Grieving the Loss of My Mother and Uncle I have been trying to come to terms with this reality, now five years past and yet ever present in memory. She and her brother, my uncle, died suddenly in a highway automobile accident one December evening, and to this day we still do not clearly know what transpired exactly. The day after the accident, I collected my mother’s purse from the police officer who was at the scene. Small shards of windshield glass were wedged in the crevices. Held up to the setting sun, they caught the sunlight in a display that was simultaneously devastating and beautiful. I held on to these shards as though they would somehow help bring me closer to where my mother and uncle died.
Part of my grief was that I nor any of our close relatives were there with them when they died, to have held them in their passing. The location where the incident happened was a multi-lane highway, a place where I could not linger, and a roadside memorial was not my family’s way. I would not want a marker there anyway; no, nothing to hold them to that non-place of concrete, metal, debris, and death. For me, at least, my mother and uncle returned to the heartbeat of the world.
A few years later when we were ready, my two brothers and I kayaked out onto Ouentironk—an old Huron name meaning “Beautiful Water,” colonially known as Lake Simcoe—where we grew up, and released her ashes. We linked our kayaks together and took turns letting go. Letting her go there felt right. She loved that lake, that Beautiful Water who we lived beside, walked along daily, and swam in with almost ritual significance for health, joy, and a deeper connection to the world around us.
The lake, the land, and wildlife were good to us; we were fortunate. In times of grief and distress, going to see a particular tree in the yard and going down to the lake led to experiences I can only describe as sacred in their healing power. Numerous experiences with some members of the neighbouring wildlife community also contributed a sense of the sacred—of the interconnectedness, the healing gentleness—in that place.
To my knowledge, there is no word in English for the feeling of sorting through, holding, or opening the possessions of a deceased or lost loved one. This is especially so for items one wouldn’t otherwise be handling, like a diary or jewellery. Grief is present, to be sure; but, what more, specifically what is it to this experience? It feels as if you are holding a shadow. The strangeness of it—how possible it all seems.
Amalia C Moir
I lack any adequate term to describe what I felt when I returned home after seeing to my mother and uncle’s bodies in the Hamilton area. I walked outside, barefoot as I always did and climbed the Norway spruce I always did since childhood and clung to its trunk. Sitting there like that, clinging to the tree, I could feel it sway in the wind. I could see my house, my mother’s garden, the Lake, and the two roads that bordered the property. I imagined the spruce’s roots going deep into the soil, and imagined something of my own being gripping the earth and holding fast in the wind. I thought, if one listens carefully enough, one can hear the beating heart of the earth in the rhythms of the land, water, and sky; the cycles of life, death, and new life; the sounds of memory and imagination at play with the senses of the here and now where one is… It is to this beat that I lay my mother and uncle to rest. And so I can see and touch them wheresoever I go.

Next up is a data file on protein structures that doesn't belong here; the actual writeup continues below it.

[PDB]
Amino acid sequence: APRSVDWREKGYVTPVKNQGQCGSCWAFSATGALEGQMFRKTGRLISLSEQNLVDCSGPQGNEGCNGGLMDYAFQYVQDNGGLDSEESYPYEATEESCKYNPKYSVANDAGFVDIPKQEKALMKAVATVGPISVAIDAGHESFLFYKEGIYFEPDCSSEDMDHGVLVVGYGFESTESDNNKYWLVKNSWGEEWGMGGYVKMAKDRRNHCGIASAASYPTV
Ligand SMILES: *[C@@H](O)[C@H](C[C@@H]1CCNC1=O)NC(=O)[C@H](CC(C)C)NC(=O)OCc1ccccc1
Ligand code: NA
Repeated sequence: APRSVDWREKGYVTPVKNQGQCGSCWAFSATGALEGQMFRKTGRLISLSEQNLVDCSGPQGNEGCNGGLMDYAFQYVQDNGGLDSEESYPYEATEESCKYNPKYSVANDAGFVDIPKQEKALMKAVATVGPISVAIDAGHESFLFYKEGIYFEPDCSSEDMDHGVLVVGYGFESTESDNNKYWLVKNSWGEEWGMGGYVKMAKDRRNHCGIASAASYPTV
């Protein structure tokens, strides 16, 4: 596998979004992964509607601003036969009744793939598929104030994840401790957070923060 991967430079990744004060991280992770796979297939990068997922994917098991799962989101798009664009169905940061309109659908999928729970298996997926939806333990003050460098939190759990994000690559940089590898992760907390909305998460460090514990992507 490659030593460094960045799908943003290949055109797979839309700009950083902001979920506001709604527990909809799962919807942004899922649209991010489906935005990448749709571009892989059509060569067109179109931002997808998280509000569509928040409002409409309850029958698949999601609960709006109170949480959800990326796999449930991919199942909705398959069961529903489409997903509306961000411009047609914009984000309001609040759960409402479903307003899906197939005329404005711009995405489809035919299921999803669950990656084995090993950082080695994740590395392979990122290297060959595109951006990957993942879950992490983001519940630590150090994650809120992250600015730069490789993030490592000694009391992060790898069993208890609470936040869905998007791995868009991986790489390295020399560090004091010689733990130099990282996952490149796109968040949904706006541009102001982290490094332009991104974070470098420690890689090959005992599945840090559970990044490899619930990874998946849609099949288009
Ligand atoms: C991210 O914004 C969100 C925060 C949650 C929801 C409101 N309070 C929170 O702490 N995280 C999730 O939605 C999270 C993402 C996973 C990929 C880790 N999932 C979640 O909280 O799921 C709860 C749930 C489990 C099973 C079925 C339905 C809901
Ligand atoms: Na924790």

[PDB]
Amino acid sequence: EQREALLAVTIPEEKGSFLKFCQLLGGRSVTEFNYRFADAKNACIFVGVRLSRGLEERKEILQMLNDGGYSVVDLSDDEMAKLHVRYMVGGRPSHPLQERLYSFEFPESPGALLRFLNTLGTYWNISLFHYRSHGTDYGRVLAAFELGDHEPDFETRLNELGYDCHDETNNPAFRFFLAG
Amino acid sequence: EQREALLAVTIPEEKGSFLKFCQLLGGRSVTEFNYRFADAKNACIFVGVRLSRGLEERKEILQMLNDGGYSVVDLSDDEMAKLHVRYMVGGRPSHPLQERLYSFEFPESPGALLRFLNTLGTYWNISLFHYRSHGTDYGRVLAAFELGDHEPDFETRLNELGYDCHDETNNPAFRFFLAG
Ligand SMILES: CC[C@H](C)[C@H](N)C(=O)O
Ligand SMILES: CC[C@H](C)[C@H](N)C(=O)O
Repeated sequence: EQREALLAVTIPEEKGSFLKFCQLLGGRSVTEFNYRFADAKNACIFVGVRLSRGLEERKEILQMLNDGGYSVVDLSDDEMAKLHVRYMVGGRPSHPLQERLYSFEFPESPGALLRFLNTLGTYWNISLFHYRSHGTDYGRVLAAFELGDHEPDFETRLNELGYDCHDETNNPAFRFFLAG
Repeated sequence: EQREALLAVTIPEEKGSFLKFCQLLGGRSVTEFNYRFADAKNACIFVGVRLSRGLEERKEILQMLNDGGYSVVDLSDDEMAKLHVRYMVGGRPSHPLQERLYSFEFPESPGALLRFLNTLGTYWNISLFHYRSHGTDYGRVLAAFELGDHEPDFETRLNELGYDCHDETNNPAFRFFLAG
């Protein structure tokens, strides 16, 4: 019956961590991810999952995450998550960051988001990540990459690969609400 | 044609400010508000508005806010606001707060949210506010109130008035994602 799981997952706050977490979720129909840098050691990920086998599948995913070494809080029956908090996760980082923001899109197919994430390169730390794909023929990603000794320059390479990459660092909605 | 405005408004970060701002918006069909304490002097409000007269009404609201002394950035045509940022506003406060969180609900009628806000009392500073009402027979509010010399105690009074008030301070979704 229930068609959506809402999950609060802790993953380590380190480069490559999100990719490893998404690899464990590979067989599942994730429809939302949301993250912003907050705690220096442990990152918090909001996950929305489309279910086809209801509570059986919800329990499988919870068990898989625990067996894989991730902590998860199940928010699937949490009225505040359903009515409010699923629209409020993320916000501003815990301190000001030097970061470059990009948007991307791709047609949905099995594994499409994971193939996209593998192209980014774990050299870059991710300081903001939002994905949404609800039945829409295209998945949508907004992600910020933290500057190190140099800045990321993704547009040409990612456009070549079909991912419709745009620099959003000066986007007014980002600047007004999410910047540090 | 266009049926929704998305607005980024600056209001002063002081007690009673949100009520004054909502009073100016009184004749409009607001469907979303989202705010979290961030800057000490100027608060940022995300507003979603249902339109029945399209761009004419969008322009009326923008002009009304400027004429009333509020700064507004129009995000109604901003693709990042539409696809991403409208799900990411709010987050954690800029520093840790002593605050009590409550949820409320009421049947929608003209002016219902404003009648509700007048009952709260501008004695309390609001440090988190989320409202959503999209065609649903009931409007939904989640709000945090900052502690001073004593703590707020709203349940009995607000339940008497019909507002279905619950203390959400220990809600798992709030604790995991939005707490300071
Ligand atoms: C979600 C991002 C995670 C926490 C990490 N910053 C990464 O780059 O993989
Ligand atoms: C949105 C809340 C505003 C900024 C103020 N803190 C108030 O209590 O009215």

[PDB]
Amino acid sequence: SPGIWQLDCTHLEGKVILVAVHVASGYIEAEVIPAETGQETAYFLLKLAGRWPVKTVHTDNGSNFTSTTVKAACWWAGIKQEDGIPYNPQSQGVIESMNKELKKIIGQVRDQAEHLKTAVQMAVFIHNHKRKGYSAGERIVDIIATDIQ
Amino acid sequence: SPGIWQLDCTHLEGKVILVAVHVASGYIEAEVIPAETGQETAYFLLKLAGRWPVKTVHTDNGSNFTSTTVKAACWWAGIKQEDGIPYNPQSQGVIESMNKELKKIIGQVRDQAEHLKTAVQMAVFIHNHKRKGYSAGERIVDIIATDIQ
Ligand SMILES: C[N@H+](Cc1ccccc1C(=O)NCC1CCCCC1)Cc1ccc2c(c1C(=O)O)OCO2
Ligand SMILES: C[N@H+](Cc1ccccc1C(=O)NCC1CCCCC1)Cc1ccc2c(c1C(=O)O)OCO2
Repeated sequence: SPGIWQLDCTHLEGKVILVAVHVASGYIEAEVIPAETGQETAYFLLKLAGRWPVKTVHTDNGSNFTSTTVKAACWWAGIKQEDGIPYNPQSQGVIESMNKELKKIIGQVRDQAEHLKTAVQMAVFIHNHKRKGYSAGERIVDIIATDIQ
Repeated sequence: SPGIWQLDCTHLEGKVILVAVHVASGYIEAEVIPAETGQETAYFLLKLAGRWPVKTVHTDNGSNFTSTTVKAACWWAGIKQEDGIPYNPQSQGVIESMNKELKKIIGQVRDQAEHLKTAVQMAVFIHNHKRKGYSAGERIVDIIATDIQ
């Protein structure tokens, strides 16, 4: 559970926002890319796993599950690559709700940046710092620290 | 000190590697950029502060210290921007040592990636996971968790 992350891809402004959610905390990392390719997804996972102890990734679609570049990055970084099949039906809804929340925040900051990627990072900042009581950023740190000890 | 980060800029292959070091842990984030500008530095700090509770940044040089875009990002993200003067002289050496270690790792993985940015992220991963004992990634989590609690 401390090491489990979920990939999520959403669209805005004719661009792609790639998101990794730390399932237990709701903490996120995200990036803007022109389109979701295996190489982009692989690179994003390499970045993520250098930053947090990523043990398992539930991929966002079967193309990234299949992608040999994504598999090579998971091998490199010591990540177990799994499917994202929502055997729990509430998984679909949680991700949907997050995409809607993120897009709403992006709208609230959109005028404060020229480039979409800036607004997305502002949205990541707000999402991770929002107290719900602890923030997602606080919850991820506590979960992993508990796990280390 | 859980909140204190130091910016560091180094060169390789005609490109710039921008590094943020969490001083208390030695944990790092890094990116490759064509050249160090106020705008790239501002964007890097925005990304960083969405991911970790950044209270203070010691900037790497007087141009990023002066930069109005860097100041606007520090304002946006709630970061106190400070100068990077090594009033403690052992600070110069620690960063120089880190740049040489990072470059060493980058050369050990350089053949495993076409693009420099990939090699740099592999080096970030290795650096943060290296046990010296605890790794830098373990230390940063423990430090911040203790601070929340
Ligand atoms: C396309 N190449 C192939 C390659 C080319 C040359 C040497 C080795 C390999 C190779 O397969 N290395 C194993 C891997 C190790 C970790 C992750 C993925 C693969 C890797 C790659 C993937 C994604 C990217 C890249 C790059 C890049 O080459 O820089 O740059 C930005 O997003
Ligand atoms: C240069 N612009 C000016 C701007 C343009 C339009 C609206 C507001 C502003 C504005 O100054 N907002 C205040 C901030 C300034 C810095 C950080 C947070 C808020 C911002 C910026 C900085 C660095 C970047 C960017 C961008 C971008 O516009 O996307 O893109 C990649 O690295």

This place, my childhood home, taught me about connection, love, and diversity. The trees I remember well: eastern white pines, eastern white cedars, North American beech, Norway spruce, sugar and silver maples, paper and yellow birches, eastern hemlock, basswood, wild apples, white ash, ironwood, and weeping and white willows were our arboreal neighbours. Canadian geese would routinely fly over the house as they moved from the lake to the Black River and vice versa. The dawn chorus was spectacular; an avian collective rejoicing in the light of each new day. This was where I connected with the heartbeat of the world—through these beings, sights, sounds, relations.
Upon every visit to the lake, I always felt the need/desire to touch the lake with my bare hand; my way of saying “hello” and “thank you.” My thoughts/feelings of love and gratitude overlap and I try to think of all the plants and animals that live there. At first, my husband kindly teased me when he asked if I would do “matha tekna” (bow of respect and blessings) when we visited Lake Simcoe, and—without having realized previously—I thought and said, “Yes, I do—I am.” I never thought about it before, but feel that, when I crouch down and touch the Lake with my bare hand or hands, it is my way of greeting it, reflecting, and meditating on gratitude to the place and all those who dwelt/dwell there. I touch the Lake and say or think, “Hello. I have come to see you. Thank you,” and “Hello, Mah…”.
The lake is a living being and a kind of living monument for me; it and the land are alive and yet a spectral geography of my childhood and loss as well as all the wonderful things that have happened since the accident. All that has passed on comes to life through memory of and in that place. It is an affective landscape full of the spectral that is yet still alive in me and my family, in all the beings that still live there, and in personal and shared memories of my mother and that place. Life, as it always has, carries on, even in the presence of absences.